It was the Seahawks who capitalized with a death blow. Wilson completed his four play, 57-yard go-ahead touchdown drive in just one minute and 20 seconds.
Seattle safety Earl Thomas on how hard it is to not get down when Brady is continually driving downfield and completing first downs:
"I know in my mind, and I'm pretty sure in everybody else's mind, that at any moment we could make a turnover. I know at any time the ball can come our way and we can change the momentum so that's how we look at it as a defense. We're going to fight to the end."
The determination Thomas talks about is the very thing New England seems to lack. Sunday night marked the third time in six games that the Patriots failed to close out a tight game. Their three losses are by a total of four points.
But ask around and.
Receiver Deion Branch on if the Patriots lack a killer instinct:
"No, I think we have it. We have it, we are just not executing. That is the name of the game. We have done a good job of moving the ball but are not finishing drives. We had a lot of flags and some turnovers, and you can't come into this type of environment and do those things and expect to win the game."
Fuzzy logic, here. I'm not sure how a team can possess a killer instinct yet fail to execute at crucial times. Branch is correct about penalties, however. The Patriots were flagged for six accepted violations (80 yards).
Left guard Logan Mankins on the outcome of the game:
"When you get down to the red zone you've got to score points. That's the difference in this league. We've got good players who care about the team. We've just got to make plays when they're there. We can't make mistakes in those big situations."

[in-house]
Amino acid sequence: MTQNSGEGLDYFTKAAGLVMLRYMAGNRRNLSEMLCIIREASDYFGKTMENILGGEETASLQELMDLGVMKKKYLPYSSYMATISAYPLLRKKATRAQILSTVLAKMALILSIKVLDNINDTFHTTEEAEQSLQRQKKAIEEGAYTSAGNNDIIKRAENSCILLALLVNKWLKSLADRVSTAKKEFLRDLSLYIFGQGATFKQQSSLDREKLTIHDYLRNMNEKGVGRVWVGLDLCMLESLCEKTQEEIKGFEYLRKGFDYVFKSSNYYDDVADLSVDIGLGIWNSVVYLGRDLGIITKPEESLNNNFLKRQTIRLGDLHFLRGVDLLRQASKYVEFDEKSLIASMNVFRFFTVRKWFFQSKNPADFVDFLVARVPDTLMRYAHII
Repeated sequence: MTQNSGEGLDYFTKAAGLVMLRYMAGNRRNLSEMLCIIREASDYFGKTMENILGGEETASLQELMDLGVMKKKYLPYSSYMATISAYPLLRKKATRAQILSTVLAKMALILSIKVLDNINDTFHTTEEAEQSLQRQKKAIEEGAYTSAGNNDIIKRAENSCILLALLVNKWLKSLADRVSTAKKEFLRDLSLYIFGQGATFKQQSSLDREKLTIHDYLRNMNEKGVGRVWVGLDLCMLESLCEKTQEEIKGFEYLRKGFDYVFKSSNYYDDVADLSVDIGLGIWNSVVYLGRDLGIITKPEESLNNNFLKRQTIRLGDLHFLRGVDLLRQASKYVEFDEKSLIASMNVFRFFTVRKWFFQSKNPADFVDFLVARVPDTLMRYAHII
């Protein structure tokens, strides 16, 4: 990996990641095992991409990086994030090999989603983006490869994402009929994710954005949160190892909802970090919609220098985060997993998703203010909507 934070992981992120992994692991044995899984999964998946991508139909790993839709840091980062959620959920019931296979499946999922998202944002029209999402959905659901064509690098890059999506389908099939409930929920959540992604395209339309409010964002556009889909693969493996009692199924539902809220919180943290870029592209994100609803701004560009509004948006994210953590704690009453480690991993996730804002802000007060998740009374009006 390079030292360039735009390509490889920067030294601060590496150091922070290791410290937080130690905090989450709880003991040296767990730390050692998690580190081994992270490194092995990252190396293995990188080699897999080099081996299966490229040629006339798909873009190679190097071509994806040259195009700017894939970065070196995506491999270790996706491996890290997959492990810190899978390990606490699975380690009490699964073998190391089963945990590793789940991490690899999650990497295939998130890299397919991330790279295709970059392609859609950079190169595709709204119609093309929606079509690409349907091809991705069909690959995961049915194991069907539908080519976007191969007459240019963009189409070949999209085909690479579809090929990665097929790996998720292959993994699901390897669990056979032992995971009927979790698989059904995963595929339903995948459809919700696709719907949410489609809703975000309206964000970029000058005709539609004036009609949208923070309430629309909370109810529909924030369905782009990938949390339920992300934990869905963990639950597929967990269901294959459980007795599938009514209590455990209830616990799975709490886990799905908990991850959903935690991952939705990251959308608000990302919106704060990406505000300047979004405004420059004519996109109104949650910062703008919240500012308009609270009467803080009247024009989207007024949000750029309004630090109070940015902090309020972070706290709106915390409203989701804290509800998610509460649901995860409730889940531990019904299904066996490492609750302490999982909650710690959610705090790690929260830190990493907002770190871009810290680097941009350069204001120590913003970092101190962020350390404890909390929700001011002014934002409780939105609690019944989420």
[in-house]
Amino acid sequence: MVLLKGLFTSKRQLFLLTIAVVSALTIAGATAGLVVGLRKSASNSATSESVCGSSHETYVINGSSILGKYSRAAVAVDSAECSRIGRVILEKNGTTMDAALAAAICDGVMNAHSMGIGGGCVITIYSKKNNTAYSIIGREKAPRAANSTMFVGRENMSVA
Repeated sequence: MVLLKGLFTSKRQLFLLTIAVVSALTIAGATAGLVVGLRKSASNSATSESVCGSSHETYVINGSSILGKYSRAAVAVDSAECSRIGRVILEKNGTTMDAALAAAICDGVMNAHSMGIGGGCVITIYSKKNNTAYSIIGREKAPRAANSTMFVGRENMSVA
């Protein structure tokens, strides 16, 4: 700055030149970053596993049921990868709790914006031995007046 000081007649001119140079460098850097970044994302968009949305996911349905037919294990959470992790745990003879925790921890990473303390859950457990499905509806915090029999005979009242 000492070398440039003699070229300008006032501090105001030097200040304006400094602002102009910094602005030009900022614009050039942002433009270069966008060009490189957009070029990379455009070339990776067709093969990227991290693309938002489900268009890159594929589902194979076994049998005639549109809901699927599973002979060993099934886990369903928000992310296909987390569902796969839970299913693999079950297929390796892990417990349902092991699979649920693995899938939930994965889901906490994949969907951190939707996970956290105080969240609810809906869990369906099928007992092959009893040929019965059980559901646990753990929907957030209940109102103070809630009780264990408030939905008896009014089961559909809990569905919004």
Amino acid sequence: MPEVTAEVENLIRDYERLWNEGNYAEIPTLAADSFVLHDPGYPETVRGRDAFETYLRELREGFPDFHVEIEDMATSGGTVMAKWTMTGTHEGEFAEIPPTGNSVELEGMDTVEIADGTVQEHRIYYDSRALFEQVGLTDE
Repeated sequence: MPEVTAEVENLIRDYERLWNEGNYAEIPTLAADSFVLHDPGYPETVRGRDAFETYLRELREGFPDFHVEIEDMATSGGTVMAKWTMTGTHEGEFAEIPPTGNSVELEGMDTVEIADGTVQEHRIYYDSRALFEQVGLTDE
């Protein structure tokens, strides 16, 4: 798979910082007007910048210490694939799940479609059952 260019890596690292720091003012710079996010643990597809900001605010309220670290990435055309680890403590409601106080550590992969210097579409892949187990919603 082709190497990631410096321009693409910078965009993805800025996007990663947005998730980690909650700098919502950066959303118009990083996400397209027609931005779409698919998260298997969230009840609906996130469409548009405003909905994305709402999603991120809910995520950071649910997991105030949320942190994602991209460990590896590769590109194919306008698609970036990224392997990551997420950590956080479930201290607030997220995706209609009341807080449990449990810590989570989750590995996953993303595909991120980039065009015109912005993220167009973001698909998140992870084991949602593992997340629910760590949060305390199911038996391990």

New England was a dismal 1-for-6 in the red zone Sunday. And this after a slow start and two back-to-back losses forced the team toward efficiency. The Patriots converting on nine of 11 red zone opportunities in the two wins that followed.
Looks like its back to the drawing board on situational football for Week 7.

Affleck offers passionate Brady defense when asked about Deflategate


Affleck offers passionate Brady defense when asked about Deflategate

When the topic of Deflategate was broached on HBO's Any Given Wednesday with Bill Simmons, which debuted this week, Ben Affleck became all kinds of fired up.

"What they did was suspend Tom Brady for four days for not giving them his [expletive] cellphone," Affleck said. "I would never give an organization as leak-prone as the NFL my [expletive] cellphone . . . so you can just look through my emails and listen to my voicemails?"

Affleck grew up in Cambridge, Mass. and is a passionate Patriots fan. He made no attempts to hide his fandom, and his appreciation for Brady, as he and Simmons (also a Patriots fan) discussed the football-deflation controversy that has now lasted well over a year.